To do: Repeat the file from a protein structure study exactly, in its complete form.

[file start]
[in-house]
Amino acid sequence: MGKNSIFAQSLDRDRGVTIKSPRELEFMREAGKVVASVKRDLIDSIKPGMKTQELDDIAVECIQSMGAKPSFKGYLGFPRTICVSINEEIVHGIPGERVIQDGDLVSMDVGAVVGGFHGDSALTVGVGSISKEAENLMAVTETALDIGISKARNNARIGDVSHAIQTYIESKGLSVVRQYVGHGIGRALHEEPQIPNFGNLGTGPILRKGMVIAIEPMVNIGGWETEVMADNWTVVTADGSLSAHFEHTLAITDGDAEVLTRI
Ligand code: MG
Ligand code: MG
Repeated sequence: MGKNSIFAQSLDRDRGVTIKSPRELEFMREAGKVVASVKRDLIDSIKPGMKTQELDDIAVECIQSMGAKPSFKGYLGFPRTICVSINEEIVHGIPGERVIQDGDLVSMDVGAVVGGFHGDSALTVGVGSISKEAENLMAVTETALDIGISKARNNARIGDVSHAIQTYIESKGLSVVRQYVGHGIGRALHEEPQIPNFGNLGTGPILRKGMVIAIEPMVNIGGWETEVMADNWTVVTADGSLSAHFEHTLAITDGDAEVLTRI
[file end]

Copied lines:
[in-house]
Amino acid sequence: MGKNSIFAQSLDRDRGVTIKSPRELEFMREAGKVVASVKRDLIDSIKPGMKTQELDDIAVECIQSMGAKPSFKGYLGFPRTICVSINEEIVHGIPGERVIQDGDLVSMDVGAVVGGFHGDSALTVGVGSISKEAENLMAVTETALDIGISKARNNARIGDVSHAIQTYIESKGLSVVRQYVGHGIGRALHEEPQIPNFGNLGTGPILRKGMVIAIEPMVNIGGWETEVMADNWTVVTADGSLSAHFEHTLAITDGDAEVLTRI
Ligand code: MG
Ligand code: MG
Repeated sequence: MGKNSIFAQSLDRDRGVTIKSPRELEFMREAGKVVASVKRDLIDSIKPGMKTQELDDIAVECIQSMGAKPSFKGYLGFPRTICVSINEEIVHGIPGERVIQDGDLVSMDVGAVVGGFHGDSALTVGVGSISKEAENLMAVTETALDIGISKARNNARIGDVSHAIQTYIESKGLSVVRQYVGHGIGRALHEEPQIPNFGNLGTGPILRKGMVIAIEPMVNIGGWETEVMADNWTVVTADGSLSAHFEHTLAITDGDAEVLTRI